Detroit Lions running back Jahmyr Gibbs has set his sights on a bar rarely crossed by running backs.
Gibbs told ESPN's Michele Steele he believes he can top 1,000 rushing yards and 500 receiving yards in a season.
"Most definitely, especially with this system," the rookie RB said on Monday.
The Lions drafted Gibbs with the No. 12 overall pick, believing he can be a dual-threat difference-maker. In two years at Georgia Tech and one at Alabama, Gibbs never hit the 1,000-yard rushing mark or 500-yard receiving mark during a college campaign. With the Crimson Tide last season, Gibbs generated 926 rush yards and 444 receiving yards with 10 total touchdowns.
A 1,000/500-yard campaign has become a statistical anomaly recently, as NFL clubs platoon backfield players for different purposes. Only Christian McCaffrey hit both figures last season, earning 1,139 yards and 741 receiving.
In the past three seasons, there have been only eight instances of an RB earning 500-plus receiving yards, per Next Gen Stats. Of those, only McCaffrey coupled it with a 1,000-yard rushing campaign last year. Others have come close. Austin Ekeler went 915/722 in 2022 and 911/647 in 2021. Alvin Kamara went 898/756 in 2020.
The Lions have suggested they'll use Gibbs creatively, and with questionable depth at receiver, getting the RB involved in the passing game is logical. The rookie noted that if Detroit gets off to winning ways early, the stats and accolades will come.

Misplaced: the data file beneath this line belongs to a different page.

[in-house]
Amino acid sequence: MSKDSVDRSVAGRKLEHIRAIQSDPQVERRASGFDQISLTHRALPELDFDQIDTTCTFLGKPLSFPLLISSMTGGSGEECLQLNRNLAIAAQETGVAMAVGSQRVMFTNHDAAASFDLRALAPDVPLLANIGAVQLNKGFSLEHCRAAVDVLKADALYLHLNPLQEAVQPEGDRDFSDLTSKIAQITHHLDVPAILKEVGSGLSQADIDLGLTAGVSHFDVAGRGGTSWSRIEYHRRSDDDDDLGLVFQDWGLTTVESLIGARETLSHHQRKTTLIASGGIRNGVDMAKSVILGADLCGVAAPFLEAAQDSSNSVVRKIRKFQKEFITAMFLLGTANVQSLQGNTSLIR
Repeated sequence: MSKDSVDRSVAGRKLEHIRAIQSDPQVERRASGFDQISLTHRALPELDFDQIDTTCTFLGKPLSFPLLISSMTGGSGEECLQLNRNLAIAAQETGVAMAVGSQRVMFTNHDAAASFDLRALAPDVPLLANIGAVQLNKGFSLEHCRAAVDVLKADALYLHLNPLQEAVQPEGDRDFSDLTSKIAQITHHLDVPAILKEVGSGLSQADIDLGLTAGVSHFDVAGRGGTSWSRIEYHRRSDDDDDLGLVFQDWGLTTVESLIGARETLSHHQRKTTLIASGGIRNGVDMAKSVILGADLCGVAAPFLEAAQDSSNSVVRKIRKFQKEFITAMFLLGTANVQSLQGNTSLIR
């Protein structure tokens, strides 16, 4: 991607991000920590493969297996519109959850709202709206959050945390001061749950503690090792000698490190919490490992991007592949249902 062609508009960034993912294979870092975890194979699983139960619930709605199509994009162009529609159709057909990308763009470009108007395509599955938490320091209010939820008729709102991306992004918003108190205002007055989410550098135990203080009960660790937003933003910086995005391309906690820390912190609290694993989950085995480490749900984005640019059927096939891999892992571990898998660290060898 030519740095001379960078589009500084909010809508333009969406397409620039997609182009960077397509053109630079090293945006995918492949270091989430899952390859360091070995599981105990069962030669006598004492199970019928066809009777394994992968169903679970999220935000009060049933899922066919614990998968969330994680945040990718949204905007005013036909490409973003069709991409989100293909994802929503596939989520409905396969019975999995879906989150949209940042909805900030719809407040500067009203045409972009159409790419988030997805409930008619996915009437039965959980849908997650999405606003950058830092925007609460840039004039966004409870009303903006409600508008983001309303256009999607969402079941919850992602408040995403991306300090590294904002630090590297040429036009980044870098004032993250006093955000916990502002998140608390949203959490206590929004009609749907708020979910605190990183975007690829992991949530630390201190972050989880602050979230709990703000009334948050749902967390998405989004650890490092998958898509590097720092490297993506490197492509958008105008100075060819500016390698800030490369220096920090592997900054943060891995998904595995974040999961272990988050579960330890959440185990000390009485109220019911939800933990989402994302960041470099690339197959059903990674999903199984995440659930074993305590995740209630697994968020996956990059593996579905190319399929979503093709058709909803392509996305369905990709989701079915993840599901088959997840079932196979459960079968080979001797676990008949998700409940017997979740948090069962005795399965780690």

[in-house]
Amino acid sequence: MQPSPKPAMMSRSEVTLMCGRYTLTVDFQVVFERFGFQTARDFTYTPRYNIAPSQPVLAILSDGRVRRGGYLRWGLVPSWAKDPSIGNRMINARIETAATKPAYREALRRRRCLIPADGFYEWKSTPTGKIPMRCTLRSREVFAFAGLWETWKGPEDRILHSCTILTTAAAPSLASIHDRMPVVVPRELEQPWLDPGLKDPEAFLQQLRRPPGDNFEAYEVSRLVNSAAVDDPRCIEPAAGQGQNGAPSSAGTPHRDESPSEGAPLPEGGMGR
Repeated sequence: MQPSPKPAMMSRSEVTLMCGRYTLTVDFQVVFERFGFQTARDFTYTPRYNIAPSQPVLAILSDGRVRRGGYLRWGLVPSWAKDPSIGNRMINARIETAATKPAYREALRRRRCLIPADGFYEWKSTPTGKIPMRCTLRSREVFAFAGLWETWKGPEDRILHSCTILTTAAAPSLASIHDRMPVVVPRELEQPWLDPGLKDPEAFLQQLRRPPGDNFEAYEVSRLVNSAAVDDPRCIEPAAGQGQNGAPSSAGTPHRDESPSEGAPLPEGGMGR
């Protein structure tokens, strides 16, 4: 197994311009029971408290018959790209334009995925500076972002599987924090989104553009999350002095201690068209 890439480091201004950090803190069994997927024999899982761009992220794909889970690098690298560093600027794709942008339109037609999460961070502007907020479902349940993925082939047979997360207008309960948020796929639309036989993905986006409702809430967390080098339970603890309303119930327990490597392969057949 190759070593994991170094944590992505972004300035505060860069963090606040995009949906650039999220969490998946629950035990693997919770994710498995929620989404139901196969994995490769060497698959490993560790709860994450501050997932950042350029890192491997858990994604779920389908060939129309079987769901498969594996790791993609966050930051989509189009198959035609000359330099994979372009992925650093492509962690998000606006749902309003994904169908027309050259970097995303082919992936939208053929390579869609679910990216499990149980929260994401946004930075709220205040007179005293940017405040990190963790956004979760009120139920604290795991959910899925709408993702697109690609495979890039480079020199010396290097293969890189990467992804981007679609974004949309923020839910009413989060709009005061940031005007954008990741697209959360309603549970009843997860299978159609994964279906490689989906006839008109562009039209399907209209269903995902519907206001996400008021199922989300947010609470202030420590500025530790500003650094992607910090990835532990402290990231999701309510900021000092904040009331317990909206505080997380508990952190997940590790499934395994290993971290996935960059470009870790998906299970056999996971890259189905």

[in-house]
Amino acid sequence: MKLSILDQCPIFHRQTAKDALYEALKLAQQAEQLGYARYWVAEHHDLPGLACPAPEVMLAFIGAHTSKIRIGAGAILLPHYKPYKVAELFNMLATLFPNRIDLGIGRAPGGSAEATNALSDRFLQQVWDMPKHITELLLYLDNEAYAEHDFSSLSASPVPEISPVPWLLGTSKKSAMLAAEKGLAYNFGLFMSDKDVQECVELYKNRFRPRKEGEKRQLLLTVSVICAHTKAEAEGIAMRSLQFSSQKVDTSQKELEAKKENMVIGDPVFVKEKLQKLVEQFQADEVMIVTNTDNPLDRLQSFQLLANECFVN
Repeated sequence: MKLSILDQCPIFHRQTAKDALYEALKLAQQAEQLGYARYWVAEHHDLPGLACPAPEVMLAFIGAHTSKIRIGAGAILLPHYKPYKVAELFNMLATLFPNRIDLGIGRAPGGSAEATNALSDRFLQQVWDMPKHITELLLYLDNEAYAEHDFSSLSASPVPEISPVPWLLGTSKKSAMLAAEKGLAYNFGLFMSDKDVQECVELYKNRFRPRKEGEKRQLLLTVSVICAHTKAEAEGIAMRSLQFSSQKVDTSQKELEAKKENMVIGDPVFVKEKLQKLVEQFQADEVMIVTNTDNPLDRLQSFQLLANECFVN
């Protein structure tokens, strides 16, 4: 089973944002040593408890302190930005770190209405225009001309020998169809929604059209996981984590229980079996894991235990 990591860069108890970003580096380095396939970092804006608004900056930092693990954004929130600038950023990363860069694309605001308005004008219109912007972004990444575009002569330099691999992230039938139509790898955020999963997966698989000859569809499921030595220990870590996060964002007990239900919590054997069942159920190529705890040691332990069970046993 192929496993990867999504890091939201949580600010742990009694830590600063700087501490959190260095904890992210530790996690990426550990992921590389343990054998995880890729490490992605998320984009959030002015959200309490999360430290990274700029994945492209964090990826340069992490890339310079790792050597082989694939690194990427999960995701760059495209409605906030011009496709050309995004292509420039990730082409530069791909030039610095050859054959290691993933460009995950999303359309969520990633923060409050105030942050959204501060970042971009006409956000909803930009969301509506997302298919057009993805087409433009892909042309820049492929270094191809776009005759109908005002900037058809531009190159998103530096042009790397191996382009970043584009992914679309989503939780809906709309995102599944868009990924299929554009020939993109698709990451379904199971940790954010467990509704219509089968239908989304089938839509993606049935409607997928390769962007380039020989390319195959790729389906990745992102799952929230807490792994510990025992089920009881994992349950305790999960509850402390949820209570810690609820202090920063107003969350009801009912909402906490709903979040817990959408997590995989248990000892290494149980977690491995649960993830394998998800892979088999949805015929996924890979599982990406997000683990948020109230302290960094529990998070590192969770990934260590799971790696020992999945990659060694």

"If we win, the rest will come," Gibbs said.
Thursday's kickoff between the Lions and Kansas City Chiefs offers our first real glimpse into how Detroit plans to use Gibbs. K.C. defensive coordinator Steve Spagnuolo knows the running back is one to keep an eye on.
"It's all eyeballs on No. 26 when he goes in the game," Spags said earlier this week, via the official transcript. "That's one of the things we've been talking about, know where he is and if he's in the game because we certainly think with a guy that's that explosive they're going to try to find way to get him the ball."
Gibbs splitting the backfield with David Montgomery could take a bite out of the rookie's statistical upside. Still, there is no question the Lions selected the Alabama product early in the first round believing he could contribute in a big way right out of the gate.